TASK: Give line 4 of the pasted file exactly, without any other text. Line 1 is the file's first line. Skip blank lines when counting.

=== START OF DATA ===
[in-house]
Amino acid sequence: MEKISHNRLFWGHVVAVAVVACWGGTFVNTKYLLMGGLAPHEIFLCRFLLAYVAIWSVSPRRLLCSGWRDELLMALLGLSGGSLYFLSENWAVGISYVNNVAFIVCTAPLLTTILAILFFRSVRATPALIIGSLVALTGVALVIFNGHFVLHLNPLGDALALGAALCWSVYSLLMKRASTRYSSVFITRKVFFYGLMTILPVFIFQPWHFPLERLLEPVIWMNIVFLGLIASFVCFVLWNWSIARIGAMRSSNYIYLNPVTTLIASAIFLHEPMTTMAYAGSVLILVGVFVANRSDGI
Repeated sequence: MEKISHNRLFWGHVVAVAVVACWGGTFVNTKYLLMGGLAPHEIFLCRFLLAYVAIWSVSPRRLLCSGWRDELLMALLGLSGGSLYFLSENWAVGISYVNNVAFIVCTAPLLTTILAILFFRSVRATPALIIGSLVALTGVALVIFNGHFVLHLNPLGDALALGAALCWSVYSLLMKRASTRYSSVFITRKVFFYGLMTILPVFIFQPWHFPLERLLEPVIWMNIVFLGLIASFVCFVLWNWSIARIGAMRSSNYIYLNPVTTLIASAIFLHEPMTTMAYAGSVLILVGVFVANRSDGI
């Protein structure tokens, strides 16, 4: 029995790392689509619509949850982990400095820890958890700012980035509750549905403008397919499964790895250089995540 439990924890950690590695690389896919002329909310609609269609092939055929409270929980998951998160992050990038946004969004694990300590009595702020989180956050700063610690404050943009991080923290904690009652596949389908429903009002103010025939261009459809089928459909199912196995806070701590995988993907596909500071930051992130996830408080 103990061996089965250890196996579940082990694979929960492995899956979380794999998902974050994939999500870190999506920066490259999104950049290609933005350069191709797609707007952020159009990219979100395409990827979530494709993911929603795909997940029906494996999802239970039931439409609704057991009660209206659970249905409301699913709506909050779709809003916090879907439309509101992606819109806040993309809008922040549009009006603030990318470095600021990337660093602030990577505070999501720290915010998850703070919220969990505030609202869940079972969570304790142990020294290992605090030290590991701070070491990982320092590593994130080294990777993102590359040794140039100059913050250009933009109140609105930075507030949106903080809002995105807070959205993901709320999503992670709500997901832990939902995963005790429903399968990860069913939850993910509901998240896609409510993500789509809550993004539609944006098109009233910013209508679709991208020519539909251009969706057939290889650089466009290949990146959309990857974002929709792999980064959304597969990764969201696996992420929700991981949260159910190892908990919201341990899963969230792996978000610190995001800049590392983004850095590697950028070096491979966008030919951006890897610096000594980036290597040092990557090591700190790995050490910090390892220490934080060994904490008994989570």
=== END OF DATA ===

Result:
């Protein structure tokens, strides 16, 4: 029995790392689509619509949850982990400095820890958890700012980035509750549905403008397919499964790895250089995540 439990924890950690590695690389896919002329909310609609269609092939055929409270929980998951998160992050990038946004969004694990300590009595702020989180956050700063610690404050943009991080923290904690009652596949389908429903009002103010025939261009459809089928459909199912196995806070701590995988993907596909500071930051992130996830408080 103990061996089965250890196996579940082990694979929960492995899956979380794999998902974050994939999500870190999506920066490259999104950049290609933005350069191709797609707007952020159009990219979100395409990827979530494709993911929603795909997940029906494996999802239970039931439409609704057991009660209206659970249905409301699913709506909050779709809003916090879907439309509101992606819109806040993309809008922040549009009006603030990318470095600021990337660093602030990577505070999501720290915010998850703070919220969990505030609202869940079972969570304790142990020294290992605090030290590991701070070491990982320092590593994130080294990777993102590359040794140039100059913050250009933009109140609105930075507030949106903080809002995105807070959205993901709320999503992670709500997901832990939902995963005790429903399968990860069913939850993910509901998240896609409510993500789509809550993004539609944006098109009233910013209508679709991208020519539909251009969706057939290889650089466009290949990146959309990857974002929709792999980064959304597969990764969201696996992420929700991981949260159910190892908990919201341990899963969230792996978000610190995001800049590392983004850095590697950028070096491979966008030919951006890897610096000594980036290597040092990557090591700190790995050490910090390892220490934080060994904490008994989570």